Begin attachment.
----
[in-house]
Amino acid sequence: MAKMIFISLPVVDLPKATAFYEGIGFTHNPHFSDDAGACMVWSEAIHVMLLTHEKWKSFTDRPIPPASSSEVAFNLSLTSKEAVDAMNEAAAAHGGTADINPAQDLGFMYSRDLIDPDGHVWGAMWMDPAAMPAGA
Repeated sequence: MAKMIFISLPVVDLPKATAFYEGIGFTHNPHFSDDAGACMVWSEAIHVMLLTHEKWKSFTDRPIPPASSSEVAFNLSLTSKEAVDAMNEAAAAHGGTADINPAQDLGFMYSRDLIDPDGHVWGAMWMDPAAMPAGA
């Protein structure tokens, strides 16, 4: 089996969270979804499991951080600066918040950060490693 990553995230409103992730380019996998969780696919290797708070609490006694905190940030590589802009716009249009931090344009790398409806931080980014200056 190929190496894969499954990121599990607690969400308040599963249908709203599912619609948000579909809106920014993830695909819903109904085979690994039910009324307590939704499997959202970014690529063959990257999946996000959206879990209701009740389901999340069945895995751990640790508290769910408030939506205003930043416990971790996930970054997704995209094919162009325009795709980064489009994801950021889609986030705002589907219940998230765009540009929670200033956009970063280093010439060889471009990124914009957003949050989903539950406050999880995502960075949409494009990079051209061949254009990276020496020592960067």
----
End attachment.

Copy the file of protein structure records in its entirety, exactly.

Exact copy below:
[in-house]
Amino acid sequence: MAKMIFISLPVVDLPKATAFYEGIGFTHNPHFSDDAGACMVWSEAIHVMLLTHEKWKSFTDRPIPPASSSEVAFNLSLTSKEAVDAMNEAAAAHGGTADINPAQDLGFMYSRDLIDPDGHVWGAMWMDPAAMPAGA
Repeated sequence: MAKMIFISLPVVDLPKATAFYEGIGFTHNPHFSDDAGACMVWSEAIHVMLLTHEKWKSFTDRPIPPASSSEVAFNLSLTSKEAVDAMNEAAAAHGGTADINPAQDLGFMYSRDLIDPDGHVWGAMWMDPAAMPAGA
């Protein structure tokens, strides 16, 4: 089996969270979804499991951080600066918040950060490693 990553995230409103992730380019996998969780696919290797708070609490006694905190940030590589802009716009249009931090344009790398409806931080980014200056 190929190496894969499954990121599990607690969400308040599963249908709203599912619609948000579909809106920014993830695909819903109904085979690994039910009324307590939704499997959202970014690529063959990257999946996000959206879990209701009740389901999340069945895995751990640790508290769910408030939506205003930043416990971790996930970054997704995209094919162009325009795709980064489009994801950021889609986030705002589907219940998230765009540009929670200033956009970063280093010439060889471009990124914009957003949050989903539950406050999880995502960075949409494009990079051209061949254009990276020496020592960067």